This year I don’t really have a choice, one of the main storytelling events, in which Dutch storytellers connect with storytellers from around the world via Skype, will be held at the Mezrab. At the same event the Dutch storytelling community will announce who the Dutch Storyteller of the year will be, and I’ve been nominated as one of the five candidates.
You are of course all welcome to join us at this event. We start our story connection at 16.00, Between 20.00 and 22.00 the storyteller of the year will be announced.
After the contested Iranian elections of 2009, a few artists emerged as voices of the oppressed. One is Shahin Najafi, Singer/Rapper who had to go into hiding when his satirical song about one of the Shi’a Imams was deemed offensive by Iranian clerics. The other is Mohsen Namjoo, singer-songwriter with a crazy talent for classical lyrics and singing techniques with modern texts and orgasmic shouts.
A third artist who’s been at it for quite a while, but definately got a wider following in the past years is political cartoonist Mana Neyestani. Drawing for Radio Zamaneh and Mardomak, his iconic images of Basij and Sepah officers are probably the first thing people think of when considering the forces that oppress the Iranian people.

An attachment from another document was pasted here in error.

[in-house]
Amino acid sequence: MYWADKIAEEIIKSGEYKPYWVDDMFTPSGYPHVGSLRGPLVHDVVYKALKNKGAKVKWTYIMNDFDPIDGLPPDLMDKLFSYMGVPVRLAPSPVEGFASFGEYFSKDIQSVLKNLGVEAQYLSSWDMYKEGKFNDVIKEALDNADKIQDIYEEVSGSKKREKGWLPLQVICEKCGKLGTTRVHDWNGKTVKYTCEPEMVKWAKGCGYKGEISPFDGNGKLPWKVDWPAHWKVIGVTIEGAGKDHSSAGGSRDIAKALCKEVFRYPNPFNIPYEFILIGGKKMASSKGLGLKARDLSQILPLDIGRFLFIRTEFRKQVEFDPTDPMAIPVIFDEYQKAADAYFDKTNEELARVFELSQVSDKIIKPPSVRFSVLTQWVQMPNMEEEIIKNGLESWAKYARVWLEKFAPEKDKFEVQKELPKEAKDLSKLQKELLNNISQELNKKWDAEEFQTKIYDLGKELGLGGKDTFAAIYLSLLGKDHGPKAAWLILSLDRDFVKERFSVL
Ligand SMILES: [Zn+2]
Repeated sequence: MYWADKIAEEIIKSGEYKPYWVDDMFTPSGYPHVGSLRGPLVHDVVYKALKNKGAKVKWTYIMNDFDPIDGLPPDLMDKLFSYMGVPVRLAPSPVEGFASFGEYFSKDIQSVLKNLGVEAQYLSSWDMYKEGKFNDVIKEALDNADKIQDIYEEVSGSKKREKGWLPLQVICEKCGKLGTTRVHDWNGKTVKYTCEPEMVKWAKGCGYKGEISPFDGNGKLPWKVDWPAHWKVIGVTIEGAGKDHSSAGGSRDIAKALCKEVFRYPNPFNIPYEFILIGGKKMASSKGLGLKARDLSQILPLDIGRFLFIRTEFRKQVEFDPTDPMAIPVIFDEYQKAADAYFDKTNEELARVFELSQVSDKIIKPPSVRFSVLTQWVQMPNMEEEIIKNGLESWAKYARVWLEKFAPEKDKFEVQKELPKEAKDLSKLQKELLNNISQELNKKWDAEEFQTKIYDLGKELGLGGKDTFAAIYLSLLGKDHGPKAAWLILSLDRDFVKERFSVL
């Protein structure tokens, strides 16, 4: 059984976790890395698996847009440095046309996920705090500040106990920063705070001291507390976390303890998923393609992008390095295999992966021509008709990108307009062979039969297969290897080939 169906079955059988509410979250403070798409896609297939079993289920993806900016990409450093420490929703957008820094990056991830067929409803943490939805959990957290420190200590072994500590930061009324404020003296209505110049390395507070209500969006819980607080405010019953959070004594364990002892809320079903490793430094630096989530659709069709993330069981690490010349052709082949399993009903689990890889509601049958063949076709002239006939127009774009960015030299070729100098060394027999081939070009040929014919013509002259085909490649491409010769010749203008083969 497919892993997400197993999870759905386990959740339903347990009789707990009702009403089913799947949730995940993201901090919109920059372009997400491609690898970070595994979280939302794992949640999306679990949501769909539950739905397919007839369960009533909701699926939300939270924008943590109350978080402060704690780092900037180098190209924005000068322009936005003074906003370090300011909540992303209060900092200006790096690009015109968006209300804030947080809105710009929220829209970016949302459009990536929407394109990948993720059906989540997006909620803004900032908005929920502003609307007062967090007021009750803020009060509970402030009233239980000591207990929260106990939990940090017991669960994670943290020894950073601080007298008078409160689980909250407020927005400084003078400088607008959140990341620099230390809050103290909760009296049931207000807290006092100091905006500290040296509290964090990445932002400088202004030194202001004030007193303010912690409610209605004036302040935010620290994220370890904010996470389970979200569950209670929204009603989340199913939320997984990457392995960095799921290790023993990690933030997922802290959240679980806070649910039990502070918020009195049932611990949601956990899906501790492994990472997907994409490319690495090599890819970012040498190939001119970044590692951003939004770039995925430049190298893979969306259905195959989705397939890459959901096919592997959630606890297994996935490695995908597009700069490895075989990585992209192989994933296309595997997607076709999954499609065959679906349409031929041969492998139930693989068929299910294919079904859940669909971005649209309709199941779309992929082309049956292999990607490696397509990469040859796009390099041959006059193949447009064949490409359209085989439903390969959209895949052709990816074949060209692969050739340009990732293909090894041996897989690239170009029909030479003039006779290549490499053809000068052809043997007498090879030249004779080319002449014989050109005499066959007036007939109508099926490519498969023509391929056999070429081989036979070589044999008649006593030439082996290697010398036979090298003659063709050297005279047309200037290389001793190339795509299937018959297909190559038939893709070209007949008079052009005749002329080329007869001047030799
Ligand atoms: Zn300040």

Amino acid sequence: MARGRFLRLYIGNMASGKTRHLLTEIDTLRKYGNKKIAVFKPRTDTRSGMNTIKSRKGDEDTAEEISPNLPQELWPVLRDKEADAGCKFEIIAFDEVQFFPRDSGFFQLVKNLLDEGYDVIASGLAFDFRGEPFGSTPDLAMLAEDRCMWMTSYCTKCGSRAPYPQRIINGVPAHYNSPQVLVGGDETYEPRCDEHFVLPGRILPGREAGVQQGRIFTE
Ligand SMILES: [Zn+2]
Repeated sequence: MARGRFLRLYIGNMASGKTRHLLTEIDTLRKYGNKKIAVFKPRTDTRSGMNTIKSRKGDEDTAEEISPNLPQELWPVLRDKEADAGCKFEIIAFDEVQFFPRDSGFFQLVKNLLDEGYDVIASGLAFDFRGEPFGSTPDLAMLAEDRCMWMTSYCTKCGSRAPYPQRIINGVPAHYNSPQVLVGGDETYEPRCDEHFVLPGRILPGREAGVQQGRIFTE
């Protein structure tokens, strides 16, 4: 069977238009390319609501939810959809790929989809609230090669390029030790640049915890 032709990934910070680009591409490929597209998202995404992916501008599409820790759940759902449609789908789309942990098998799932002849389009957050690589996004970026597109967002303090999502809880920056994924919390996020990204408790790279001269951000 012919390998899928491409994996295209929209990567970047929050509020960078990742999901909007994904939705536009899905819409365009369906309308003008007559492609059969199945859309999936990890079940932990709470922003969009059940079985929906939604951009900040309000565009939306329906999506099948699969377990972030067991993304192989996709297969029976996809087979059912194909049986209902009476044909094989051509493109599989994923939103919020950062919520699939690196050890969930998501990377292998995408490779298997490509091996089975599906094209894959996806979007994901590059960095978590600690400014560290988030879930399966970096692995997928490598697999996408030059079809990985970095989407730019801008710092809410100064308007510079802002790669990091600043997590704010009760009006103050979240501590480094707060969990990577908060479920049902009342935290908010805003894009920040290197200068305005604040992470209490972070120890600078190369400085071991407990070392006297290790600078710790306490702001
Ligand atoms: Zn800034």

Now they’ve joined forces to produce a new song (by Najafi, Namjoo singing the refrains, Neyestani designing the cover), which I’m sure will delight some and offend others. The song is subtitled, but as is often the case trying to translate political poetics, many of the double entendres are lost. Anyway, have a listen here:
Here’s another musical bit to warm the heart, a report about hip hop hijabees. Go Feminist Islam!
Iran has claimed it has sent a Monkey into space about a week ago. If it’s true I’m sure it was the work of some very serious looking scientist fellas, using the countries finest scientific facilities, and all the luck to them! The sooner they are capable of launching a human, the sooner current president Ahmadinejad will board that missile. He stated today he’s absolutely willing to be the first person to be launched by Iranian scientists:
However, if and when they succeed, they’re still a long way from a claim made by Iran many years ago: that an Iranian high school girl had enriched Uranium in her kitchen using regular supplies such as a rice cooker. We will never know whether that particular statement is true, given the difficulties the International Atomic Agency faces when requesting to inspect certain sites. But until we do find out, here’s another girl science power video to warm the hearts. A project in which a couple of 12 year old girls send a kitten to space and back. Enjoy: